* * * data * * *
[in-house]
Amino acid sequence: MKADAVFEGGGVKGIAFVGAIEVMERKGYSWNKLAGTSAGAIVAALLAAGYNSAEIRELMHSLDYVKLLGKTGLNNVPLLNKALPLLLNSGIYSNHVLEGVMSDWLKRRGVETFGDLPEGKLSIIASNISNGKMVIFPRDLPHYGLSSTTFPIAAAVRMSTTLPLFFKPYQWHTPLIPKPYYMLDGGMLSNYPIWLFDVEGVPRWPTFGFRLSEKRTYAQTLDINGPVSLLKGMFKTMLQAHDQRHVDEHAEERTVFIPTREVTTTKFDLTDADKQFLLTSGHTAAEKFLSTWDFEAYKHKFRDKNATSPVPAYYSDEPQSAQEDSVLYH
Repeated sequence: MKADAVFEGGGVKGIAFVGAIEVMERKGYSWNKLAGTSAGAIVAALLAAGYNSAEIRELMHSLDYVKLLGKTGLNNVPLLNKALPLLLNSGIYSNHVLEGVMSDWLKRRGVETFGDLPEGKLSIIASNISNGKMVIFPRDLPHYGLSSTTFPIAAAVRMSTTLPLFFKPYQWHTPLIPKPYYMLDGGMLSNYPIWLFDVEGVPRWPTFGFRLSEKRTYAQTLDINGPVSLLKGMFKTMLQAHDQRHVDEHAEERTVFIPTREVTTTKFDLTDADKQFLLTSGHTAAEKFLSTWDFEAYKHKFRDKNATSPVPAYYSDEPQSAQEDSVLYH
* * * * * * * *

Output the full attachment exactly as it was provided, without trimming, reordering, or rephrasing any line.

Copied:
[in-house]
Amino acid sequence: MKADAVFEGGGVKGIAFVGAIEVMERKGYSWNKLAGTSAGAIVAALLAAGYNSAEIRELMHSLDYVKLLGKTGLNNVPLLNKALPLLLNSGIYSNHVLEGVMSDWLKRRGVETFGDLPEGKLSIIASNISNGKMVIFPRDLPHYGLSSTTFPIAAAVRMSTTLPLFFKPYQWHTPLIPKPYYMLDGGMLSNYPIWLFDVEGVPRWPTFGFRLSEKRTYAQTLDINGPVSLLKGMFKTMLQAHDQRHVDEHAEERTVFIPTREVTTTKFDLTDADKQFLLTSGHTAAEKFLSTWDFEAYKHKFRDKNATSPVPAYYSDEPQSAQEDSVLYH
Repeated sequence: MKADAVFEGGGVKGIAFVGAIEVMERKGYSWNKLAGTSAGAIVAALLAAGYNSAEIRELMHSLDYVKLLGKTGLNNVPLLNKALPLLLNSGIYSNHVLEGVMSDWLKRRGVETFGDLPEGKLSIIASNISNGKMVIFPRDLPHYGLSSTTFPIAAAVRMSTTLPLFFKPYQWHTPLIPKPYYMLDGGMLSNYPIWLFDVEGVPRWPTFGFRLSEKRTYAQTLDINGPVSLLKGMFKTMLQAHDQRHVDEHAEERTVFIPTREVTTTKFDLTDADKQFLLTSGHTAAEKFLSTWDFEAYKHKFRDKNATSPVPAYYSDEPQSAQEDSVLYH